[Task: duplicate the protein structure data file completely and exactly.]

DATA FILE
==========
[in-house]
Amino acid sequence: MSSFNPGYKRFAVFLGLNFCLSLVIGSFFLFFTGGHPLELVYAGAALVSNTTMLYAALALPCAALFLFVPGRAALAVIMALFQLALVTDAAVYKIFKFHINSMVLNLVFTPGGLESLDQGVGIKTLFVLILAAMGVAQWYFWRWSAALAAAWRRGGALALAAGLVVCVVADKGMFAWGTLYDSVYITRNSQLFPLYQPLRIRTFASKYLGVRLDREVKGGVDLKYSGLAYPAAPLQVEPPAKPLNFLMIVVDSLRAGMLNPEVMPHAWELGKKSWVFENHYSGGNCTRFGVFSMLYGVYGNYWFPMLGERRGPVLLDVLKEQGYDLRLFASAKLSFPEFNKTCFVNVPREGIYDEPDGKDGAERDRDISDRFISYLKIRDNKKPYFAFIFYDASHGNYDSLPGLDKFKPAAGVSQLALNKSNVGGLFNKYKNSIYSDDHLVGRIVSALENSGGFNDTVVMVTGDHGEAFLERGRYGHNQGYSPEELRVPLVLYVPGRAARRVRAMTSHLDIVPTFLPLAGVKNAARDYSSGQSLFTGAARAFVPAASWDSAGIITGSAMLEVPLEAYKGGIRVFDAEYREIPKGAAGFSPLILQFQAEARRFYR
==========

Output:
[in-house]
Amino acid sequence: MSSFNPGYKRFAVFLGLNFCLSLVIGSFFLFFTGGHPLELVYAGAALVSNTTMLYAALALPCAALFLFVPGRAALAVIMALFQLALVTDAAVYKIFKFHINSMVLNLVFTPGGLESLDQGVGIKTLFVLILAAMGVAQWYFWRWSAALAAAWRRGGALALAAGLVVCVVADKGMFAWGTLYDSVYITRNSQLFPLYQPLRIRTFASKYLGVRLDREVKGGVDLKYSGLAYPAAPLQVEPPAKPLNFLMIVVDSLRAGMLNPEVMPHAWELGKKSWVFENHYSGGNCTRFGVFSMLYGVYGNYWFPMLGERRGPVLLDVLKEQGYDLRLFASAKLSFPEFNKTCFVNVPREGIYDEPDGKDGAERDRDISDRFISYLKIRDNKKPYFAFIFYDASHGNYDSLPGLDKFKPAAGVSQLALNKSNVGGLFNKYKNSIYSDDHLVGRIVSALENSGGFNDTVVMVTGDHGEAFLERGRYGHNQGYSPEELRVPLVLYVPGRAARRVRAMTSHLDIVPTFLPLAGVKNAARDYSSGQSLFTGAARAFVPAASWDSAGIITGSAMLEVPLEAYKGGIRVFDAEYREIPKGAAGFSPLILQFQAEARRFYR